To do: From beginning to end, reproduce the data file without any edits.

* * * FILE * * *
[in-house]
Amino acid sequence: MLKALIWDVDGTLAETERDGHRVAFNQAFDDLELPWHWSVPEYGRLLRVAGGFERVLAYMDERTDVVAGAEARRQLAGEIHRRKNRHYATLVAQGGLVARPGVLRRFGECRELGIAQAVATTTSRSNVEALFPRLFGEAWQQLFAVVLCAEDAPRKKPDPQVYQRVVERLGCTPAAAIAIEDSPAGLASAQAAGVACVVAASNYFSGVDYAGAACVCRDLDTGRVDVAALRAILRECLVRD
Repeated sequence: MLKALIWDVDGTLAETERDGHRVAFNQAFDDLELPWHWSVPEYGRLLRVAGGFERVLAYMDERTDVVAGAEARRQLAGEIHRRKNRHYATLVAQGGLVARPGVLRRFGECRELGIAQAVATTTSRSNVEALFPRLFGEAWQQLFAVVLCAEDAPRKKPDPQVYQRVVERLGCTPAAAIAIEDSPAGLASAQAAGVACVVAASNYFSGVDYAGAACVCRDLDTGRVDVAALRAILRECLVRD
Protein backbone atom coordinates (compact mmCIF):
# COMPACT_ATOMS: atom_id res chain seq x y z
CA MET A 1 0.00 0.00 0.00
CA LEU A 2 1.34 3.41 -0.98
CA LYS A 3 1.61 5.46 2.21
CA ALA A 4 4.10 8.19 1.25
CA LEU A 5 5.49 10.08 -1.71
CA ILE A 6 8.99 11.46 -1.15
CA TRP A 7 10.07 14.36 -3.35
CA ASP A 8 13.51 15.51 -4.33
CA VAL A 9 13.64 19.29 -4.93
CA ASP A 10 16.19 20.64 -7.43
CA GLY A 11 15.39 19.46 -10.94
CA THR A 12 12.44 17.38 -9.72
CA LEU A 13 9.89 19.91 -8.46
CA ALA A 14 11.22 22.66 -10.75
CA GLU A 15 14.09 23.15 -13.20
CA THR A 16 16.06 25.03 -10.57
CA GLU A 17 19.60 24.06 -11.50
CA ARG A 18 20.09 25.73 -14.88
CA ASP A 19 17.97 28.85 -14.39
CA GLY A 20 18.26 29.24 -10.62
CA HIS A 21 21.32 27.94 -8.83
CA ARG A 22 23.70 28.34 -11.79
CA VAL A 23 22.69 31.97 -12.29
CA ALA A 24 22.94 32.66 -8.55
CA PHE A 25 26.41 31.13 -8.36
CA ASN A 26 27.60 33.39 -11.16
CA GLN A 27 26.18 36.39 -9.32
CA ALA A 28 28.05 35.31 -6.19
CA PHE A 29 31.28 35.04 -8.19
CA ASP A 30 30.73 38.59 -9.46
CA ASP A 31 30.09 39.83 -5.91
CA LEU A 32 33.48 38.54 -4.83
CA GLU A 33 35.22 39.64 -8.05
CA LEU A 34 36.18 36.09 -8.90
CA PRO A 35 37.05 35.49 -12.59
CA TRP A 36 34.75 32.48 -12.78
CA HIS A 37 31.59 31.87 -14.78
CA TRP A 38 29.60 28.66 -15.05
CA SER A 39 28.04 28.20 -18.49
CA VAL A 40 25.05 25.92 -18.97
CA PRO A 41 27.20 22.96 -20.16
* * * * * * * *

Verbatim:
[in-house]
Amino acid sequence: MLKALIWDVDGTLAETERDGHRVAFNQAFDDLELPWHWSVPEYGRLLRVAGGFERVLAYMDERTDVVAGAEARRQLAGEIHRRKNRHYATLVAQGGLVARPGVLRRFGECRELGIAQAVATTTSRSNVEALFPRLFGEAWQQLFAVVLCAEDAPRKKPDPQVYQRVVERLGCTPAAAIAIEDSPAGLASAQAAGVACVVAASNYFSGVDYAGAACVCRDLDTGRVDVAALRAILRECLVRD
Repeated sequence: MLKALIWDVDGTLAETERDGHRVAFNQAFDDLELPWHWSVPEYGRLLRVAGGFERVLAYMDERTDVVAGAEARRQLAGEIHRRKNRHYATLVAQGGLVARPGVLRRFGECRELGIAQAVATTTSRSNVEALFPRLFGEAWQQLFAVVLCAEDAPRKKPDPQVYQRVVERLGCTPAAAIAIEDSPAGLASAQAAGVACVVAASNYFSGVDYAGAACVCRDLDTGRVDVAALRAILRECLVRD
Protein backbone atom coordinates (compact mmCIF):
# COMPACT_ATOMS: atom_id res chain seq x y z
CA MET A 1 0.00 0.00 0.00
CA LEU A 2 1.34 3.41 -0.98
CA LYS A 3 1.61 5.46 2.21
CA ALA A 4 4.10 8.19 1.25
CA LEU A 5 5.49 10.08 -1.71
CA ILE A 6 8.99 11.46 -1.15
CA TRP A 7 10.07 14.36 -3.35
CA ASP A 8 13.51 15.51 -4.33
CA VAL A 9 13.64 19.29 -4.93
CA ASP A 10 16.19 20.64 -7.43
CA GLY A 11 15.39 19.46 -10.94
CA THR A 12 12.44 17.38 -9.72
CA LEU A 13 9.89 19.91 -8.46
CA ALA A 14 11.22 22.66 -10.75
CA GLU A 15 14.09 23.15 -13.20
CA THR A 16 16.06 25.03 -10.57
CA GLU A 17 19.60 24.06 -11.50
CA ARG A 18 20.09 25.73 -14.88
CA ASP A 19 17.97 28.85 -14.39
CA GLY A 20 18.26 29.24 -10.62
CA HIS A 21 21.32 27.94 -8.83
CA ARG A 22 23.70 28.34 -11.79
CA VAL A 23 22.69 31.97 -12.29
CA ALA A 24 22.94 32.66 -8.55
CA PHE A 25 26.41 31.13 -8.36
CA ASN A 26 27.60 33.39 -11.16
CA GLN A 27 26.18 36.39 -9.32
CA ALA A 28 28.05 35.31 -6.19
CA PHE A 29 31.28 35.04 -8.19
CA ASP A 30 30.73 38.59 -9.46
CA ASP A 31 30.09 39.83 -5.91
CA LEU A 32 33.48 38.54 -4.83
CA GLU A 33 35.22 39.64 -8.05
CA LEU A 34 36.18 36.09 -8.90
CA PRO A 35 37.05 35.49 -12.59
CA TRP A 36 34.75 32.48 -12.78
CA HIS A 37 31.59 31.87 -14.78
CA TRP A 38 29.60 28.66 -15.05
CA SER A 39 28.04 28.20 -18.49
CA VAL A 40 25.05 25.92 -18.97
CA PRO A 41 27.20 22.96 -20.16